By Richard Eisert & Paavana Kumar, Davis & Gilbert LLP
Davis & Gilbert is a proud sponsor of Ad Think “Emerging Tech in Advertising” presented by The Advertising Club of New York and Advertising Redbooks to be held in New York City on March 18, 2014.
Technology start-ups have a host of issues on their plate at inception – developing products, defining their brand, and honing a marketing strategy. For many start-ups, privacy issues may not be at the top of the to-do list, or even on the list at all. However, few companies can afford to ignore them. As technologies – particularly those that enable data collection – become more innovative and diverse, the corresponding privacy considerations become more wide-ranging and complex.
Privacy By Design
Regulators have been quick to recognize the implications of recent industry developments. In particular, the FTC has recommended a “privacy by design” approach: new businesses should build in consumers’ privacy protections from the outset through every stage of the development process. In an age where various tech platforms solicit increasingly sensitive data from customers, start-ups gathering any sort of information that could be deemed personally identifying information (PII) need to make sure they are instituting the appropriate privacy procedures in order to protect their customers’ information and stay on the right side of the law. This task has become even more daunting as the definition of PII has broadened from traditional categories like names and credit card numbers to even data like IP addresses – which previously had not been considered PII in the United States but now may be in some cases.
Best Practices for New Businesses
The legal landscape has been further complicated by a number of new self-regulatory policies and other guidance documents. In 2010, the Digital Advertising Alliance (DAA) launched the Self-Regulatory Principles for Online Behavioral Advertising, based on principles enumerated by the FTC and intended to give consumers greater transparency and control over the collection and use of their data. In 2013, the DAA released additional guidelines for applying the Principles to the Mobile Environment. In addition, the FTC has published a number of business guides; most recently, in 2012, on “Protecting Consumer Privacy” and “Marketing your Mobile App.” These guides lay out standard practices for businesses to comply with privacy laws, such as ensuring data practices are transparent, keeping data secure, and collecting sensitive information only with users’ consent.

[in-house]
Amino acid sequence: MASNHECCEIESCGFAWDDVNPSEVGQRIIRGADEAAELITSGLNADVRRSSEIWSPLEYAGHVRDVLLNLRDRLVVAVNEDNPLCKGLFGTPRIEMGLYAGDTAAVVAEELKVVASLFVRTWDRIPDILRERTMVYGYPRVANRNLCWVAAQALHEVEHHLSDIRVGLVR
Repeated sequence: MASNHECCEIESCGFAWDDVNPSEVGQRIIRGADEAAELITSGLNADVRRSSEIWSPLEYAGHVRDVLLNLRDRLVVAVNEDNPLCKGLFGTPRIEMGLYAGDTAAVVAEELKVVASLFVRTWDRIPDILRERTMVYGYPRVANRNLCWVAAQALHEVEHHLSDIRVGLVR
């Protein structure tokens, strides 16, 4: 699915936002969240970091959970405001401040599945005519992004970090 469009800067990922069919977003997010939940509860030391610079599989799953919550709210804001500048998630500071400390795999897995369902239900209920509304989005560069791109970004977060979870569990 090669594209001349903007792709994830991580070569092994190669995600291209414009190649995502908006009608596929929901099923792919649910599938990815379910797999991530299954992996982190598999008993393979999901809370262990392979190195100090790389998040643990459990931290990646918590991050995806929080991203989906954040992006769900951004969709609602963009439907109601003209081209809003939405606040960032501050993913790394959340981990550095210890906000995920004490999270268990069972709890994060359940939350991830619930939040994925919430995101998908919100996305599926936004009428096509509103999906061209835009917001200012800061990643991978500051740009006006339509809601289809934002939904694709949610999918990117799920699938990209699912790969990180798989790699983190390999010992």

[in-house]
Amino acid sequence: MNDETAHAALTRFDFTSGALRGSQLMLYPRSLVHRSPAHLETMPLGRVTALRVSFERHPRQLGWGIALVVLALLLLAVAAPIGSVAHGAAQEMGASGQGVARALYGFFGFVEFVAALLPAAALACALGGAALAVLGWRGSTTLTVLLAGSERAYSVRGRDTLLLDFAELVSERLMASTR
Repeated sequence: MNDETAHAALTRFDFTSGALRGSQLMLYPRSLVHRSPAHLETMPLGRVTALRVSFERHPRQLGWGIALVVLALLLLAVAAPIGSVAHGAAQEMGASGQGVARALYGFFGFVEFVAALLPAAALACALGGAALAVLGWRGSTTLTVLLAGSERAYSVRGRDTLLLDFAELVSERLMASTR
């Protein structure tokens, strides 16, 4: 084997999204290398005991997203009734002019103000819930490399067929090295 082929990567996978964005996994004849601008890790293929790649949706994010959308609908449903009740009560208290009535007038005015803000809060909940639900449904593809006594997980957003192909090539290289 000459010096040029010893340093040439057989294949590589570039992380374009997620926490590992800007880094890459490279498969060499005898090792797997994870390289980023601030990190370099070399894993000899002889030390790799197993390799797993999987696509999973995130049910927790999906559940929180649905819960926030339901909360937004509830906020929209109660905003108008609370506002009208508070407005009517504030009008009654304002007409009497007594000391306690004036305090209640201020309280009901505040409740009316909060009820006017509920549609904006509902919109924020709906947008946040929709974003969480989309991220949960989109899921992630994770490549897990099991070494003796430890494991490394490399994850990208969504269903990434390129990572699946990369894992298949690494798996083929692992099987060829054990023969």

In sum, tech start-ups have a responsibility to assess how they are collecting user data, and to ensure they abide by applicable regulations (and potentially even self-regulatory obligations) in gathering, transferring and storing that data. In the process, they need to consider whether they are appropriately obtaining consent from and communicating their policies to customers. In the rapidly evolving technology sector, it will only become more important for start-ups to have a dedicated privacy team to establish both internal and external procedures for data collection, analytics and security. In this way, start-ups will best position themselves to avoid a security breach or consumer lawsuit – either of which could be fatal to the life and success of the new business.